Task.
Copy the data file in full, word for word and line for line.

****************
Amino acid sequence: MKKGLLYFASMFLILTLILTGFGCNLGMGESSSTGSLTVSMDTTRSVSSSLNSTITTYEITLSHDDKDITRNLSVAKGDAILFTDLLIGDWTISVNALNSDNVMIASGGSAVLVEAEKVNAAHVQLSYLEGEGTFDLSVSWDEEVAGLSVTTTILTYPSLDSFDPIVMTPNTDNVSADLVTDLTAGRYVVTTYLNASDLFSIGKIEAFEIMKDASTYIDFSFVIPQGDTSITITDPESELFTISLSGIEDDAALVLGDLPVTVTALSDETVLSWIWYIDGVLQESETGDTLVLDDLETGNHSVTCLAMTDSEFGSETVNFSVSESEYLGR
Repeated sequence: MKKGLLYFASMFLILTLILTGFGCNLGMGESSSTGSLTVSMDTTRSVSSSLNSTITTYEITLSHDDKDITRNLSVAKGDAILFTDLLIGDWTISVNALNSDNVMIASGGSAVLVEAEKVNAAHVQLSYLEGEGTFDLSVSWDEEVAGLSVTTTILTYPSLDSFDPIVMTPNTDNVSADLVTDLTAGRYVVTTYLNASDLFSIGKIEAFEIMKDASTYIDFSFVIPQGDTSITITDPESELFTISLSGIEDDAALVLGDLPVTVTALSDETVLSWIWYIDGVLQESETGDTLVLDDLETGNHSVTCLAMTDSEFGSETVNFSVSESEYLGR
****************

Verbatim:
Amino acid sequence: MKKGLLYFASMFLILTLILTGFGCNLGMGESSSTGSLTVSMDTTRSVSSSLNSTITTYEITLSHDDKDITRNLSVAKGDAILFTDLLIGDWTISVNALNSDNVMIASGGSAVLVEAEKVNAAHVQLSYLEGEGTFDLSVSWDEEVAGLSVTTTILTYPSLDSFDPIVMTPNTDNVSADLVTDLTAGRYVVTTYLNASDLFSIGKIEAFEIMKDASTYIDFSFVIPQGDTSITITDPESELFTISLSGIEDDAALVLGDLPVTVTALSDETVLSWIWYIDGVLQESETGDTLVLDDLETGNHSVTCLAMTDSEFGSETVNFSVSESEYLGR
Repeated sequence: MKKGLLYFASMFLILTLILTGFGCNLGMGESSSTGSLTVSMDTTRSVSSSLNSTITTYEITLSHDDKDITRNLSVAKGDAILFTDLLIGDWTISVNALNSDNVMIASGGSAVLVEAEKVNAAHVQLSYLEGEGTFDLSVSWDEEVAGLSVTTTILTYPSLDSFDPIVMTPNTDNVSADLVTDLTAGRYVVTTYLNASDLFSIGKIEAFEIMKDASTYIDFSFVIPQGDTSITITDPESELFTISLSGIEDDAALVLGDLPVTVTALSDETVLSWIWYIDGVLQESETGDTLVLDDLETGNHSVTCLAMTDSEFGSETVNFSVSESEYLGR